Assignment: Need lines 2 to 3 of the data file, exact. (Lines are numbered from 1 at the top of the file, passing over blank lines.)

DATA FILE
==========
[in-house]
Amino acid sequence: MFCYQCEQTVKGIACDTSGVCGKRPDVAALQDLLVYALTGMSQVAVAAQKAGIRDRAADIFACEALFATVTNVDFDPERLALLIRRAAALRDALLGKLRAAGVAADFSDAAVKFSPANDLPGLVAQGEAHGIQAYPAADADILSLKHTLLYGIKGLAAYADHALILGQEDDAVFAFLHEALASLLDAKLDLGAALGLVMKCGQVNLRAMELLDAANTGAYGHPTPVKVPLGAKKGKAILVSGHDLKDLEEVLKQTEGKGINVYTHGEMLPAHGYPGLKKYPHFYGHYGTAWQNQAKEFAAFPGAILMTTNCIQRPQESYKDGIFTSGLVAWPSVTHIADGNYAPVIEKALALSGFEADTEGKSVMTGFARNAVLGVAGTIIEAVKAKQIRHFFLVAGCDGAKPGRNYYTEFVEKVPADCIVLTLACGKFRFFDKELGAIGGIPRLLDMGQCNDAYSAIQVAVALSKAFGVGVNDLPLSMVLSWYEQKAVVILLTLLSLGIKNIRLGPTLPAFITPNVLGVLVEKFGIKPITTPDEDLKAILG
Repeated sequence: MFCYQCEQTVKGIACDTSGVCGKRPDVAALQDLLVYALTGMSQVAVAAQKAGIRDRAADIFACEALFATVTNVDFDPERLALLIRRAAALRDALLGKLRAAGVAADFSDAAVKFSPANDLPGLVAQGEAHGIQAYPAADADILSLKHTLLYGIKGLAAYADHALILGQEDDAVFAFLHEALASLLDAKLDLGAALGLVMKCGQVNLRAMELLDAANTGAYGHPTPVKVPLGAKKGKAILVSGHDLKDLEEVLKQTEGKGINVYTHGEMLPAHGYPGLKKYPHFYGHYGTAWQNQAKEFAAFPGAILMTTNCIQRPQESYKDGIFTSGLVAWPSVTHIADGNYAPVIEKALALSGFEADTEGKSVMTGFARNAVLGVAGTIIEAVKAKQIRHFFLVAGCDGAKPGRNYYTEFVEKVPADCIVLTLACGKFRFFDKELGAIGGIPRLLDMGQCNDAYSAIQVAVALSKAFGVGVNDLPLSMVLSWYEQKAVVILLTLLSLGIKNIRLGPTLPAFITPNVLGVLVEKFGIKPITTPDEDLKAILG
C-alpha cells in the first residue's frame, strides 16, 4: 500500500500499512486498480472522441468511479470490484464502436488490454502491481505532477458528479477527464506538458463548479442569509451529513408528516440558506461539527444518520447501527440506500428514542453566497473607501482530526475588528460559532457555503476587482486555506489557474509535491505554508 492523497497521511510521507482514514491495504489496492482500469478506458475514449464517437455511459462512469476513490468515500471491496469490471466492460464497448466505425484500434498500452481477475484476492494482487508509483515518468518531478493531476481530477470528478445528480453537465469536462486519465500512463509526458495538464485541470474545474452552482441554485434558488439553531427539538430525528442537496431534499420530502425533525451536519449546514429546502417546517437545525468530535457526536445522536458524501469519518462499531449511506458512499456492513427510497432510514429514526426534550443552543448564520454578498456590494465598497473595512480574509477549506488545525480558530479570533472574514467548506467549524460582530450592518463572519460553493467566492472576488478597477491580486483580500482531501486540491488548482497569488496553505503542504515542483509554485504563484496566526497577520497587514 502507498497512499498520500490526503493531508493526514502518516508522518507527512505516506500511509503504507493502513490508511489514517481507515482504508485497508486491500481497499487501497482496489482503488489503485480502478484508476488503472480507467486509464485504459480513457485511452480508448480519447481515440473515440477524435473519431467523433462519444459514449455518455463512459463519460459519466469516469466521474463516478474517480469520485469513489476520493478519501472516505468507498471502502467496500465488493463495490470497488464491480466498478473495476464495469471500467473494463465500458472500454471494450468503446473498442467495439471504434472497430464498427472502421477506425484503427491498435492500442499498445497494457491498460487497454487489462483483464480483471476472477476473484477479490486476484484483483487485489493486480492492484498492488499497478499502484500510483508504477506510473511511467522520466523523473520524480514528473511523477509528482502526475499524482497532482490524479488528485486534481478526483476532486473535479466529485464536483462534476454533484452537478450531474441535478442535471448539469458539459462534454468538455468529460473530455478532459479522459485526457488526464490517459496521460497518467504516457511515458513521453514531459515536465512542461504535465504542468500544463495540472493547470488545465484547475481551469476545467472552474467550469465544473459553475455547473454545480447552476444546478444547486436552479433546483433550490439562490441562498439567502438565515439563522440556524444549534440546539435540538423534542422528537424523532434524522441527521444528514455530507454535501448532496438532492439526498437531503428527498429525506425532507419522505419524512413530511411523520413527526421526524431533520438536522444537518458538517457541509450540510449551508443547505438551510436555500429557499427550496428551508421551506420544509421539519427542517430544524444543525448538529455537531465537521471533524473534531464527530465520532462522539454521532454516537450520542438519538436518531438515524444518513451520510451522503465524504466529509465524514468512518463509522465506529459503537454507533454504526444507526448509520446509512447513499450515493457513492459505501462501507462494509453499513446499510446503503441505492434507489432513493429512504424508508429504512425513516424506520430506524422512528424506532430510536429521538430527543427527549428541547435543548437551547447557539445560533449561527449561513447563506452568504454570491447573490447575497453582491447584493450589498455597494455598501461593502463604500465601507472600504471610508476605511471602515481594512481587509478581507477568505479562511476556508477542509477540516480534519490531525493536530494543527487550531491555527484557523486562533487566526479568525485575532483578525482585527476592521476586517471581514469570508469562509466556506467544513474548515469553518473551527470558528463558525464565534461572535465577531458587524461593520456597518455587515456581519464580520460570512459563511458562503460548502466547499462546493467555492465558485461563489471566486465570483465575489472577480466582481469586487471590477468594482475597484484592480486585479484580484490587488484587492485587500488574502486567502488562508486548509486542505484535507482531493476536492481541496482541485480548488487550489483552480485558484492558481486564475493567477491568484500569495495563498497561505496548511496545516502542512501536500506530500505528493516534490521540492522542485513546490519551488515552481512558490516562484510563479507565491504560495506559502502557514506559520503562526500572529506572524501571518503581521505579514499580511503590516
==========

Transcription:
Amino acid sequence: MFCYQCEQTVKGIACDTSGVCGKRPDVAALQDLLVYALTGMSQVAVAAQKAGIRDRAADIFACEALFATVTNVDFDPERLALLIRRAAALRDALLGKLRAAGVAADFSDAAVKFSPANDLPGLVAQGEAHGIQAYPAADADILSLKHTLLYGIKGLAAYADHALILGQEDDAVFAFLHEALASLLDAKLDLGAALGLVMKCGQVNLRAMELLDAANTGAYGHPTPVKVPLGAKKGKAILVSGHDLKDLEEVLKQTEGKGINVYTHGEMLPAHGYPGLKKYPHFYGHYGTAWQNQAKEFAAFPGAILMTTNCIQRPQESYKDGIFTSGLVAWPSVTHIADGNYAPVIEKALALSGFEADTEGKSVMTGFARNAVLGVAGTIIEAVKAKQIRHFFLVAGCDGAKPGRNYYTEFVEKVPADCIVLTLACGKFRFFDKELGAIGGIPRLLDMGQCNDAYSAIQVAVALSKAFGVGVNDLPLSMVLSWYEQKAVVILLTLLSLGIKNIRLGPTLPAFITPNVLGVLVEKFGIKPITTPDEDLKAILG
Repeated sequence: MFCYQCEQTVKGIACDTSGVCGKRPDVAALQDLLVYALTGMSQVAVAAQKAGIRDRAADIFACEALFATVTNVDFDPERLALLIRRAAALRDALLGKLRAAGVAADFSDAAVKFSPANDLPGLVAQGEAHGIQAYPAADADILSLKHTLLYGIKGLAAYADHALILGQEDDAVFAFLHEALASLLDAKLDLGAALGLVMKCGQVNLRAMELLDAANTGAYGHPTPVKVPLGAKKGKAILVSGHDLKDLEEVLKQTEGKGINVYTHGEMLPAHGYPGLKKYPHFYGHYGTAWQNQAKEFAAFPGAILMTTNCIQRPQESYKDGIFTSGLVAWPSVTHIADGNYAPVIEKALALSGFEADTEGKSVMTGFARNAVLGVAGTIIEAVKAKQIRHFFLVAGCDGAKPGRNYYTEFVEKVPADCIVLTLACGKFRFFDKELGAIGGIPRLLDMGQCNDAYSAIQVAVALSKAFGVGVNDLPLSMVLSWYEQKAVVILLTLLSLGIKNIRLGPTLPAFITPNVLGVLVEKFGIKPITTPDEDLKAILG